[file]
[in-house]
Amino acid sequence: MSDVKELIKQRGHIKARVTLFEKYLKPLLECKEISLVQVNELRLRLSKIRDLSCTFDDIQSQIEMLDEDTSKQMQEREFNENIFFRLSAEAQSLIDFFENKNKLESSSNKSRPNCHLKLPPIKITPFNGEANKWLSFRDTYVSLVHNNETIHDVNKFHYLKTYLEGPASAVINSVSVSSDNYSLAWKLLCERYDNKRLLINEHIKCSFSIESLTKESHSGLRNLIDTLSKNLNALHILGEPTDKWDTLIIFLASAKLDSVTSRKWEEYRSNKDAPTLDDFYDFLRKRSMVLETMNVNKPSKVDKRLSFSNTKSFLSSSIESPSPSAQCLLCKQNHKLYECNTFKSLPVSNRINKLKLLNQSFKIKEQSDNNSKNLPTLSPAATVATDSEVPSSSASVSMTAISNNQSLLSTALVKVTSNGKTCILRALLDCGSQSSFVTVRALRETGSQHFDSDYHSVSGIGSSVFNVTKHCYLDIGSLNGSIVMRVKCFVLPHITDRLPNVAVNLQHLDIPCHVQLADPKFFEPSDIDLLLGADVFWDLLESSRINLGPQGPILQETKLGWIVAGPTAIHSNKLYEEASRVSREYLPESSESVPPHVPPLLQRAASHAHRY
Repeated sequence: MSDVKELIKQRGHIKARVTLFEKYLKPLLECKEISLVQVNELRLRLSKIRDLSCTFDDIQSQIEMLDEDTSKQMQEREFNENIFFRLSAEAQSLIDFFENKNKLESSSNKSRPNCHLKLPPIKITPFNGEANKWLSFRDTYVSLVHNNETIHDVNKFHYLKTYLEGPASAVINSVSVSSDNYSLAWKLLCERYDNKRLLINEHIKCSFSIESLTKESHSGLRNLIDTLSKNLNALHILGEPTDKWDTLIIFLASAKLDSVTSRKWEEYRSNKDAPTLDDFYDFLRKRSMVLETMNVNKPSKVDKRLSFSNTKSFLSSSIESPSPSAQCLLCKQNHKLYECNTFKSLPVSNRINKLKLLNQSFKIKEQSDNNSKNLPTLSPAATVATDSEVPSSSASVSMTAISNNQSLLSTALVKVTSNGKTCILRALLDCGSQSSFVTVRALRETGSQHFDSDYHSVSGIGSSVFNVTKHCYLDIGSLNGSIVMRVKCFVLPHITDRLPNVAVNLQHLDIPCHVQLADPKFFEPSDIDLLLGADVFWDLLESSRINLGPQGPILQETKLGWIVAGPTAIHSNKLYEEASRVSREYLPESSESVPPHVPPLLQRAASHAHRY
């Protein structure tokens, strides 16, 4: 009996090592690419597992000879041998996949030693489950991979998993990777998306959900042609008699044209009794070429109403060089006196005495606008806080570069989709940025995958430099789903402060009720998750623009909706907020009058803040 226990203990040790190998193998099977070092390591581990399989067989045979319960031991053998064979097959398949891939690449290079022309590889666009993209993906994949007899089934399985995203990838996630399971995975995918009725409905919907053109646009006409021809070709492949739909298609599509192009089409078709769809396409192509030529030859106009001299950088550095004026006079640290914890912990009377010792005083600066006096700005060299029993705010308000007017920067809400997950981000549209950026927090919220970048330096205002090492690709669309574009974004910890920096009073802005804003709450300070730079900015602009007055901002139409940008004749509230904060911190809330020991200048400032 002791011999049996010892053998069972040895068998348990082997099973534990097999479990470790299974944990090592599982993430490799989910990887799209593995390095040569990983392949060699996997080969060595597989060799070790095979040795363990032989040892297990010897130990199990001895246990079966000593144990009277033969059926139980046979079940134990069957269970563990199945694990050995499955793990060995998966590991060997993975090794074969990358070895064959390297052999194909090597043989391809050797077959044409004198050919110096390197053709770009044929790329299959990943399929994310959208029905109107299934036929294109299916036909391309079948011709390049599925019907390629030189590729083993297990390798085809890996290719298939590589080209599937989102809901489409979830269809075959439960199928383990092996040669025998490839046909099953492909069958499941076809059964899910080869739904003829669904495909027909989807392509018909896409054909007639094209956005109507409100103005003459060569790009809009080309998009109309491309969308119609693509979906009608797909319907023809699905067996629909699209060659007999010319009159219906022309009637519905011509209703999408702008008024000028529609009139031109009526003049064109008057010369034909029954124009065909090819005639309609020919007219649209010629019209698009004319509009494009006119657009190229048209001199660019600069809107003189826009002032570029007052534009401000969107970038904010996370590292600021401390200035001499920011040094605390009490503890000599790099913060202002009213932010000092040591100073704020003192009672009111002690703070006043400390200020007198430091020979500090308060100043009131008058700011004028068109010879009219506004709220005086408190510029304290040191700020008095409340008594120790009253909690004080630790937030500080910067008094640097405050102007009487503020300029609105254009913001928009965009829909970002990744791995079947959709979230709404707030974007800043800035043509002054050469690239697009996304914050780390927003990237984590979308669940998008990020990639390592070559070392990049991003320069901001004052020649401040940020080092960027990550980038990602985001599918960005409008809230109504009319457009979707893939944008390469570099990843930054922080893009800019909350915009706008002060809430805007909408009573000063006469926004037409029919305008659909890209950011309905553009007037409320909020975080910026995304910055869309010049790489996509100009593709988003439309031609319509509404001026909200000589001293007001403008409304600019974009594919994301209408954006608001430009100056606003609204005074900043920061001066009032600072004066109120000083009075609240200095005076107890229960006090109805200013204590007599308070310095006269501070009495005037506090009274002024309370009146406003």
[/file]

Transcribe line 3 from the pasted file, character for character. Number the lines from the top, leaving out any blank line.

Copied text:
Repeated sequence: MSDVKELIKQRGHIKARVTLFEKYLKPLLECKEISLVQVNELRLRLSKIRDLSCTFDDIQSQIEMLDEDTSKQMQEREFNENIFFRLSAEAQSLIDFFENKNKLESSSNKSRPNCHLKLPPIKITPFNGEANKWLSFRDTYVSLVHNNETIHDVNKFHYLKTYLEGPASAVINSVSVSSDNYSLAWKLLCERYDNKRLLINEHIKCSFSIESLTKESHSGLRNLIDTLSKNLNALHILGEPTDKWDTLIIFLASAKLDSVTSRKWEEYRSNKDAPTLDDFYDFLRKRSMVLETMNVNKPSKVDKRLSFSNTKSFLSSSIESPSPSAQCLLCKQNHKLYECNTFKSLPVSNRINKLKLLNQSFKIKEQSDNNSKNLPTLSPAATVATDSEVPSSSASVSMTAISNNQSLLSTALVKVTSNGKTCILRALLDCGSQSSFVTVRALRETGSQHFDSDYHSVSGIGSSVFNVTKHCYLDIGSLNGSIVMRVKCFVLPHITDRLPNVAVNLQHLDIPCHVQLADPKFFEPSDIDLLLGADVFWDLLESSRINLGPQGPILQETKLGWIVAGPTAIHSNKLYEEASRVSREYLPESSESVPPHVPPLLQRAASHAHRY